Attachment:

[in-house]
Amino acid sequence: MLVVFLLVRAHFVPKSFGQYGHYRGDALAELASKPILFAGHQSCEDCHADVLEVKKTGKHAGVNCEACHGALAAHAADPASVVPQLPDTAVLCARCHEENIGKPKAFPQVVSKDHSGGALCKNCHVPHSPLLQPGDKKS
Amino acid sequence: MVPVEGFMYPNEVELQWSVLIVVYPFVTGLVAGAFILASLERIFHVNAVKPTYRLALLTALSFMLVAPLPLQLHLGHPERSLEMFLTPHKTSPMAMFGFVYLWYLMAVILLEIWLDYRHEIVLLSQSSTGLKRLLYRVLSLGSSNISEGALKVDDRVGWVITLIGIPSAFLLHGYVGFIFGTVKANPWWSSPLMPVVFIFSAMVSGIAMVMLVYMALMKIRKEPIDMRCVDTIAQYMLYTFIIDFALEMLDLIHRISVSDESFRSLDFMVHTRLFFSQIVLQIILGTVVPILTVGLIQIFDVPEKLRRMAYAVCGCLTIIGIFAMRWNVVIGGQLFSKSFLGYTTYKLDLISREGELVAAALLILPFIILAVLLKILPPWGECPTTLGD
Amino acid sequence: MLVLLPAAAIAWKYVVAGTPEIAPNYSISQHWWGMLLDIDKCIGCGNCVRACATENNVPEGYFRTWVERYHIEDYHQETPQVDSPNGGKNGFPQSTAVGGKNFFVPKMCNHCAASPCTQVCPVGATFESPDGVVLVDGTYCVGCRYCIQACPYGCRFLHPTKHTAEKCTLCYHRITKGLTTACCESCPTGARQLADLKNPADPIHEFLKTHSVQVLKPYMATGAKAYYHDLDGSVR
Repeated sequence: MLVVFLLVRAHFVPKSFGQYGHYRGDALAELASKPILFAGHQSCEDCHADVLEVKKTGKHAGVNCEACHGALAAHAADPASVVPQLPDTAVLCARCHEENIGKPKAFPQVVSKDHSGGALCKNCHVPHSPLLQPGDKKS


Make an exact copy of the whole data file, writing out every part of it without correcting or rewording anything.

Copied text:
[in-house]
Amino acid sequence: MLVVFLLVRAHFVPKSFGQYGHYRGDALAELASKPILFAGHQSCEDCHADVLEVKKTGKHAGVNCEACHGALAAHAADPASVVPQLPDTAVLCARCHEENIGKPKAFPQVVSKDHSGGALCKNCHVPHSPLLQPGDKKS
Amino acid sequence: MVPVEGFMYPNEVELQWSVLIVVYPFVTGLVAGAFILASLERIFHVNAVKPTYRLALLTALSFMLVAPLPLQLHLGHPERSLEMFLTPHKTSPMAMFGFVYLWYLMAVILLEIWLDYRHEIVLLSQSSTGLKRLLYRVLSLGSSNISEGALKVDDRVGWVITLIGIPSAFLLHGYVGFIFGTVKANPWWSSPLMPVVFIFSAMVSGIAMVMLVYMALMKIRKEPIDMRCVDTIAQYMLYTFIIDFALEMLDLIHRISVSDESFRSLDFMVHTRLFFSQIVLQIILGTVVPILTVGLIQIFDVPEKLRRMAYAVCGCLTIIGIFAMRWNVVIGGQLFSKSFLGYTTYKLDLISREGELVAAALLILPFIILAVLLKILPPWGECPTTLGD
Amino acid sequence: MLVLLPAAAIAWKYVVAGTPEIAPNYSISQHWWGMLLDIDKCIGCGNCVRACATENNVPEGYFRTWVERYHIEDYHQETPQVDSPNGGKNGFPQSTAVGGKNFFVPKMCNHCAASPCTQVCPVGATFESPDGVVLVDGTYCVGCRYCIQACPYGCRFLHPTKHTAEKCTLCYHRITKGLTTACCESCPTGARQLADLKNPADPIHEFLKTHSVQVLKPYMATGAKAYYHDLDGSVR
Repeated sequence: MLVVFLLVRAHFVPKSFGQYGHYRGDALAELASKPILFAGHQSCEDCHADVLEVKKTGKHAGVNCEACHGALAAHAADPASVVPQLPDTAVLCARCHEENIGKPKAFPQVVSKDHSGGALCKNCHVPHSPLLQPGDKKS